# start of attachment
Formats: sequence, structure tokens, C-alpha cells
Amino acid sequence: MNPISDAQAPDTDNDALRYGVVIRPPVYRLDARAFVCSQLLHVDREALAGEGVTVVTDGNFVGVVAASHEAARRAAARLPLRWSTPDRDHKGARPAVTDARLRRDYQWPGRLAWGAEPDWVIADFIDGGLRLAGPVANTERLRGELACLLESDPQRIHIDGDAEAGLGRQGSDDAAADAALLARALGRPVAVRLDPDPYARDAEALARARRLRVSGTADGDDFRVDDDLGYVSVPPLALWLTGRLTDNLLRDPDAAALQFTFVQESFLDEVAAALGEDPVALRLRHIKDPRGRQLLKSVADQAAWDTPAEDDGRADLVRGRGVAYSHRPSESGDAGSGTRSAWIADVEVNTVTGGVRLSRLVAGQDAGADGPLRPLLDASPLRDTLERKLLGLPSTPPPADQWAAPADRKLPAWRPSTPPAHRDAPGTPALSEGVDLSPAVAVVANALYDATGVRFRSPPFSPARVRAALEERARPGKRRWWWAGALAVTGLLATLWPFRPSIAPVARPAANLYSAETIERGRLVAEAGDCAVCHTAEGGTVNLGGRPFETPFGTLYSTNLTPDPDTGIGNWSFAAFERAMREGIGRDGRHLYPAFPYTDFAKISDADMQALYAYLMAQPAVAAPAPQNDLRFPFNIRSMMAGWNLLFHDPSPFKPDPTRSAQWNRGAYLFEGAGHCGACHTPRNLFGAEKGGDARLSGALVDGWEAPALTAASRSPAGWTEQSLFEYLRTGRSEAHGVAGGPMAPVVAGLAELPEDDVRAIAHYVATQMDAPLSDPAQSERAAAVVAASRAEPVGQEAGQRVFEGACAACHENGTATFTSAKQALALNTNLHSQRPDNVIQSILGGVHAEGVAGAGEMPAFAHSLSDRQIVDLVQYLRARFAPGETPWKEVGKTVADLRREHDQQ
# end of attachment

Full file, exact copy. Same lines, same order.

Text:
Formats: sequence, structure tokens, C-alpha cells
Amino acid sequence: MNPISDAQAPDTDNDALRYGVVIRPPVYRLDARAFVCSQLLHVDREALAGEGVTVVTDGNFVGVVAASHEAARRAAARLPLRWSTPDRDHKGARPAVTDARLRRDYQWPGRLAWGAEPDWVIADFIDGGLRLAGPVANTERLRGELACLLESDPQRIHIDGDAEAGLGRQGSDDAAADAALLARALGRPVAVRLDPDPYARDAEALARARRLRVSGTADGDDFRVDDDLGYVSVPPLALWLTGRLTDNLLRDPDAAALQFTFVQESFLDEVAAALGEDPVALRLRHIKDPRGRQLLKSVADQAAWDTPAEDDGRADLVRGRGVAYSHRPSESGDAGSGTRSAWIADVEVNTVTGGVRLSRLVAGQDAGADGPLRPLLDASPLRDTLERKLLGLPSTPPPADQWAAPADRKLPAWRPSTPPAHRDAPGTPALSEGVDLSPAVAVVANALYDATGVRFRSPPFSPARVRAALEERARPGKRRWWWAGALAVTGLLATLWPFRPSIAPVARPAANLYSAETIERGRLVAEAGDCAVCHTAEGGTVNLGGRPFETPFGTLYSTNLTPDPDTGIGNWSFAAFERAMREGIGRDGRHLYPAFPYTDFAKISDADMQALYAYLMAQPAVAAPAPQNDLRFPFNIRSMMAGWNLLFHDPSPFKPDPTRSAQWNRGAYLFEGAGHCGACHTPRNLFGAEKGGDARLSGALVDGWEAPALTAASRSPAGWTEQSLFEYLRTGRSEAHGVAGGPMAPVVAGLAELPEDDVRAIAHYVATQMDAPLSDPAQSERAAAVVAASRAEPVGQEAGQRVFEGACAACHENGTATFTSAKQALALNTNLHSQRPDNVIQSILGGVHAEGVAGAGEMPAFAHSLSDRQIVDLVQYLRARFAPGETPWKEVGKTVADLRREHDQQ